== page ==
The Parable of the Lion

There was a certain tribe who lived peaceably in nature. They understood and lived in harmony with the laws of nature to such a degree that the surrounding plants and animals assisted the tribe in their efforts. The land yielded its fruit, the trees grew into home-like structures, and birds even attended and sang at special events. All benefited from the perfect harmony that followed the tribe’s lifestyle.

Foremost among these was a great lion who defended the tribe against foreign invaders. The lion was loyal to the tribe, showing no aggression towards anyone. He protected those who fed and cared for him. Never was a single enemy successful in killing the lion or hurting any member of the tribe, and never did the lion fail at what he sought to do.

The tribe became known abroad for the lion that was with them.

Outsiders feared and hated the lion. They could not understand why it regarded them as enemies while giving allegiance to the tribe. They generally lived outside of nature in cities they had built by their own wit, using technology to gather resources for their survival and progress, though they never achieved the harmony or prosperity of the tribe.

With time, the tribe gradually grew in its wealth and prosperity, having more than sufficient for their needs. They considered such abundant prosperity nature’s reward for their lifestyle. As generations passed, the tribe grew proud of its inheritance and lived off the excess produced by previous generations. They lost sight of what it took to produce all that was before them, and considering their own needs were taken care of, saw less reason to do so.

They took pride that the lion made its abode with them and not their enemies, but began to forget why he did so. Considering themselves invulnerable, they had little regard for outsiders. As their pride grew, their understanding of how to maintain their way of life waned.

Their attitude towards outsiders created a feeling of hostility and resentment abroad for the tribe. It had been some time since they had heard of any great thing done by the lion, and questioned whether or not their power was as myth.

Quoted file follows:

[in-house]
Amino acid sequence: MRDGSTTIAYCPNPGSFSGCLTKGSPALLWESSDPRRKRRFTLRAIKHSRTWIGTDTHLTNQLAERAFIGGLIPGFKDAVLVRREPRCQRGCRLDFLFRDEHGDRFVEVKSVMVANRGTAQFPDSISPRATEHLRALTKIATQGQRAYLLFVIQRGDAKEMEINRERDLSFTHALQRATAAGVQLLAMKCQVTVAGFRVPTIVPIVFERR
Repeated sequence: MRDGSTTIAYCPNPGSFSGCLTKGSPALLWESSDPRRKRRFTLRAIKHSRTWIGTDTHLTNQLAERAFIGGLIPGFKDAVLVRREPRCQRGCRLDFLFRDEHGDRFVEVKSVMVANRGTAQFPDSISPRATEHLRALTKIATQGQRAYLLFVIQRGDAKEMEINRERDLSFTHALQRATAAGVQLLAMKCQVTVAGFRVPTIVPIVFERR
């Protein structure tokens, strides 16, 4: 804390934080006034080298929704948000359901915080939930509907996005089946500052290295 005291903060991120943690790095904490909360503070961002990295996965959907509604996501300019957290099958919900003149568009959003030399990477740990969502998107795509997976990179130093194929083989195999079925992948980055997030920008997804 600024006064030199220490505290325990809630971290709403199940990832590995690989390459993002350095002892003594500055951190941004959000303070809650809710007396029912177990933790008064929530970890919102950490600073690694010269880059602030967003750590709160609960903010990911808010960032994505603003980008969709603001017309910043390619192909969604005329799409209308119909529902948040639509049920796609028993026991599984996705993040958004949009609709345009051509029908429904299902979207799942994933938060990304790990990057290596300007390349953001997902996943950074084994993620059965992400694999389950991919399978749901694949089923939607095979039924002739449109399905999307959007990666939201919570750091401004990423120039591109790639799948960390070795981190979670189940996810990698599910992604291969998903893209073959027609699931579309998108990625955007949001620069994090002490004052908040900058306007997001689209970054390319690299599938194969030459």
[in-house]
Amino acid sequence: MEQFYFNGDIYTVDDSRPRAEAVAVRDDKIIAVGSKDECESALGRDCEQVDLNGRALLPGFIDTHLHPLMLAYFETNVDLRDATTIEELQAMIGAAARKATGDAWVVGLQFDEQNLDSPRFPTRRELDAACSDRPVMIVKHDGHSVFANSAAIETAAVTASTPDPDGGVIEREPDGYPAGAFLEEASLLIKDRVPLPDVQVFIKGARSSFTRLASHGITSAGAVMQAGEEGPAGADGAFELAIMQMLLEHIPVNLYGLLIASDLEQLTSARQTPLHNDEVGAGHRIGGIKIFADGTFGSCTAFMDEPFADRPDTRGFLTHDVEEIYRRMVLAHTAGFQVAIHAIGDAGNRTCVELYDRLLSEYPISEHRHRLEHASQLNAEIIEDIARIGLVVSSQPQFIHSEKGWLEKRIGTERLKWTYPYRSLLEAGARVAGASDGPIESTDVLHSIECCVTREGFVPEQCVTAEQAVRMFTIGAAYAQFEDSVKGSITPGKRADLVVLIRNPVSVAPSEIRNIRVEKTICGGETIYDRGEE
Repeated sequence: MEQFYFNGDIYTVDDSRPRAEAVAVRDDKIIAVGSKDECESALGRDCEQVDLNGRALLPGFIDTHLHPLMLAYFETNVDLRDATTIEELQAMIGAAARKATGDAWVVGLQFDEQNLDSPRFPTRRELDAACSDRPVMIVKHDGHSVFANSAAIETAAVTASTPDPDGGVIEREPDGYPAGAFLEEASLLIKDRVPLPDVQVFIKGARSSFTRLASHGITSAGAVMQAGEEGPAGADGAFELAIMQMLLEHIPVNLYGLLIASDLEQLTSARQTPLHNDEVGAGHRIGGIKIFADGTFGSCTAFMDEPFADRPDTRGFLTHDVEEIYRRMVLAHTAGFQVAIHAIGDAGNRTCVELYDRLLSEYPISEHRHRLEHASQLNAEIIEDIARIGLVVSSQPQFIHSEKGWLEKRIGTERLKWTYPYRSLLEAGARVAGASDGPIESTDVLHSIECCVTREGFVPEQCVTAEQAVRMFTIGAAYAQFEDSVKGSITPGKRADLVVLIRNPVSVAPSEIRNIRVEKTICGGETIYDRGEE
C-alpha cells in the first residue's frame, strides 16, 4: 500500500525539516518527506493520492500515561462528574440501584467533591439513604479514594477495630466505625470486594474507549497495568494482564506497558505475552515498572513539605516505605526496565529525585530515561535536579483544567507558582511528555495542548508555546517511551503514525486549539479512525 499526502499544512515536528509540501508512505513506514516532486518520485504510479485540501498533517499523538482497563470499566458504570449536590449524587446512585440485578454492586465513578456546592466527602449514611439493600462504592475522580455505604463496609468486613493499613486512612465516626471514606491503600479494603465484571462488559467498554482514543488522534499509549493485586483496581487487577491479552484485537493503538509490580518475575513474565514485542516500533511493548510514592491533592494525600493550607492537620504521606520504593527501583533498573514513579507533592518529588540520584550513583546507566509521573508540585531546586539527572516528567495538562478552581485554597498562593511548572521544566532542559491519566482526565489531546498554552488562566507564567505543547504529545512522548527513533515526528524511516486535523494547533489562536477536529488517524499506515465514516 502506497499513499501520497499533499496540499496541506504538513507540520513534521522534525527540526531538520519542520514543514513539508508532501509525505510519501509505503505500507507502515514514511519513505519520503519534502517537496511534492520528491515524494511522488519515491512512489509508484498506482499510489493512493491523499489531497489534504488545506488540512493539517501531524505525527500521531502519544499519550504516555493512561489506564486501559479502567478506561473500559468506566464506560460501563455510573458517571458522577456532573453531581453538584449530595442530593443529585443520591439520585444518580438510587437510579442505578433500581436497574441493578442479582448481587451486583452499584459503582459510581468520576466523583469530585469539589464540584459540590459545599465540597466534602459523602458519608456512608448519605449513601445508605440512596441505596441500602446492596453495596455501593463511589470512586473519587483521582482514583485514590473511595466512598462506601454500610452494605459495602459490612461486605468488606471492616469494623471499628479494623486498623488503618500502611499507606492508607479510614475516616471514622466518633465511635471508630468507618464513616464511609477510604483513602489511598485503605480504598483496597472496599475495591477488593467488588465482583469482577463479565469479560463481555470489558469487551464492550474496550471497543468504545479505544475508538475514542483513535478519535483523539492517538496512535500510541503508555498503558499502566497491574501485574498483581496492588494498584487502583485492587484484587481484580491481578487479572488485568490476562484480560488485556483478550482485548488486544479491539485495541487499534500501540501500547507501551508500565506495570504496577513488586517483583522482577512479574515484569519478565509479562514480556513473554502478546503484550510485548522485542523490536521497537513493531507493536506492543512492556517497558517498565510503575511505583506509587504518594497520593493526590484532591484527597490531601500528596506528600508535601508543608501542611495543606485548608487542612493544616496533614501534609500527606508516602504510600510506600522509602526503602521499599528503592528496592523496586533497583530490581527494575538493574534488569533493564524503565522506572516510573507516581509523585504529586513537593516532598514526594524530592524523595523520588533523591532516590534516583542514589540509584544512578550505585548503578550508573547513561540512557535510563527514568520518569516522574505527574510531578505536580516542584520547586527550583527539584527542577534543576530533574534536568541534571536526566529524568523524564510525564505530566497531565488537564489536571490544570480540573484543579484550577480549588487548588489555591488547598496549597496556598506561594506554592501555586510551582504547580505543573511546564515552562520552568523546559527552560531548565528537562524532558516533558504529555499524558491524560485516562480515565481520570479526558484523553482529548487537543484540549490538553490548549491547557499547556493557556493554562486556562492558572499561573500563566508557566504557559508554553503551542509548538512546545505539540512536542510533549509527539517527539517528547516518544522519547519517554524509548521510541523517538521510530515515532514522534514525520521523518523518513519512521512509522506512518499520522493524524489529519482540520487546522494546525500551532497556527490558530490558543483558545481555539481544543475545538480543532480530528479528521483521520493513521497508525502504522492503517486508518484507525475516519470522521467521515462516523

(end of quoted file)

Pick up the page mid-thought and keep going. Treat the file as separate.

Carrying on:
The increasing tension between the tribe and the outsiders grew until at last, the tribe declared war on its enemies. They rallied troops and marshaled themselves for battle. They prepared their champion the lion, confident they could not fail with him at their side.

At last, it began. At the tribe’s battle cry the lion, who had not been properly fed or cared for in many years, turned on and devoured his own people. And he did not fail at what he sought to do.

Post Script

“The gifts of God are all useful in their place, but when they are applied to that which God does not intend, they prove an injury, a snare, and a curse instead of a blessing.” (Joseph Smith, TPJS p. 248).

“Verily, I say unto you, I am the stone, and those wicked ones reject me. I am the head of the corner. These Jews shall fall upon me, and shall be broken. And the kingdom of God shall be taken from them, and shall be given to a nation bringing forth the fruits thereof (meaning the Gentiles); wherefore, on whomsoever this stone shall fall, it shall grind him to powder.

“And when the Lord therefore of the vineyard cometh, he will destroy those miserable, wicked men, and will let again his vineyard unto other husbandmen, even in the last days, who shall render him the fruits in their seasons. And then understood they the parable which he spake unto them, that the Gentiles should be destroyed also, when the Lord should descend out of heaven to reign in his vineyard, which is the earth and the inhabitants thereof” (JST Matthew 21:51-56; emphasis added).

“And [the Gentiles] shall be a scourge unto the people of this land. Nevertheless, when they shall have received the fulness of my gospel, then if they shall harden their hearts against me I will return their iniquities upon their own heads, saith the Father. And I will remember the covenant which I have made with my people; and I have covenanted with them that I would gather them together in mine own due time, that I would give unto them again the land of their fathers for their inheritance, which is the land of Jerusalem, which is the promised land unto them forever, saith the Father” (3 Nephi 20:28-29; emphasis added).

“And the time cometh that he shall manifest himself unto all nations,
both unto the Jews and also unto the Gentiles;
and after he has manifested himself unto the Jews
and also unto the Gentiles,
then he shall manifest himself unto the Gentiles
and also unto the Jews,
and the last shall be first,
and the first shall be last” (1 Nephi 13:42).

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